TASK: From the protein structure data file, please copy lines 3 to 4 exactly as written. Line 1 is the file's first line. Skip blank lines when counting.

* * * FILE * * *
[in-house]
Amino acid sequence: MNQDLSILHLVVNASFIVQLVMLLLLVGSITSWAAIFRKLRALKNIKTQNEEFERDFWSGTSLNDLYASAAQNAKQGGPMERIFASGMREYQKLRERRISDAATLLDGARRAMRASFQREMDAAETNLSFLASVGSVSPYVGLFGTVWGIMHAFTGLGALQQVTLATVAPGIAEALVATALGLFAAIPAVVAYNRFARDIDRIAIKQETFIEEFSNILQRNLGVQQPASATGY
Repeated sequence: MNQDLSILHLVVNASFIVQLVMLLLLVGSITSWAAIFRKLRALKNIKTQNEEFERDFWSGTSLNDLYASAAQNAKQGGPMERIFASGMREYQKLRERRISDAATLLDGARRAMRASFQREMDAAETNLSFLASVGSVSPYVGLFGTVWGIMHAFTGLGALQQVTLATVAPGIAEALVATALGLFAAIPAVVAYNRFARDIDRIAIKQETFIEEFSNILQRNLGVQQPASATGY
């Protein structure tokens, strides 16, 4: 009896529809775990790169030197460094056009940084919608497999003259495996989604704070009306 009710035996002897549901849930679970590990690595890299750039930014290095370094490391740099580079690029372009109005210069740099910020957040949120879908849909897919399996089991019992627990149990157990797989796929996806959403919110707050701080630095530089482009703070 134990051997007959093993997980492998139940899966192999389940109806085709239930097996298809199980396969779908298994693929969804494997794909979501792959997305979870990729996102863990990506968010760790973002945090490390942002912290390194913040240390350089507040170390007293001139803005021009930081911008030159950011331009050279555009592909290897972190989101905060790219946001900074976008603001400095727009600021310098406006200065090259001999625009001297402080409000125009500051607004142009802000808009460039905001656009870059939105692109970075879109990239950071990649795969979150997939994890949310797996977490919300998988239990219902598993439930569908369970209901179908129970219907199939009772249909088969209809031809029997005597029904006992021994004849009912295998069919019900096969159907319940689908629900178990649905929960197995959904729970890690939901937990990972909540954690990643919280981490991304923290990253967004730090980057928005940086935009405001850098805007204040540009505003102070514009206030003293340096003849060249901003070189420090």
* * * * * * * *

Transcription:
Repeated sequence: MNQDLSILHLVVNASFIVQLVMLLLLVGSITSWAAIFRKLRALKNIKTQNEEFERDFWSGTSLNDLYASAAQNAKQGGPMERIFASGMREYQKLRERRISDAATLLDGARRAMRASFQREMDAAETNLSFLASVGSVSPYVGLFGTVWGIMHAFTGLGALQQVTLATVAPGIAEALVATALGLFAAIPAVVAYNRFARDIDRIAIKQETFIEEFSNILQRNLGVQQPASATGY
């Protein structure tokens, strides 16, 4: 009896529809775990790169030197460094056009940084919608497999003259495996989604704070009306 009710035996002897549901849930679970590990690595890299750039930014290095370094490391740099580079690029372009109005210069740099910020957040949120879908849909897919399996089991019992627990149990157990797989796929996806959403919110707050701080630095530089482009703070 134990051997007959093993997980492998139940899966192999389940109806085709239930097996298809199980396969779908298994693929969804494997794909979501792959997305979870990729996102863990990506968010760790973002945090490390942002912290390194913040240390350089507040170390007293001139803005021009930081911008030159950011331009050279555009592909290897972190989101905060790219946001900074976008603001400095727009600021310098406006200065090259001999625009001297402080409000125009500051607004142009802000808009460039905001656009870059939105692109970075879109990239950071990649795969979150997939994890949310797996977490919300998988239990219902598993439930569908369970209901179908129970219907199939009772249909088969209809031809029997005597029904006992021994004849009912295998069919019900096969159907319940689908629900178990649905929960197995959904729970890690939901937990990972909540954690990643919280981490991304923290990253967004730090980057928005940086935009405001850098805007204040540009505003102070514009206030003293340096003849060249901003070189420090």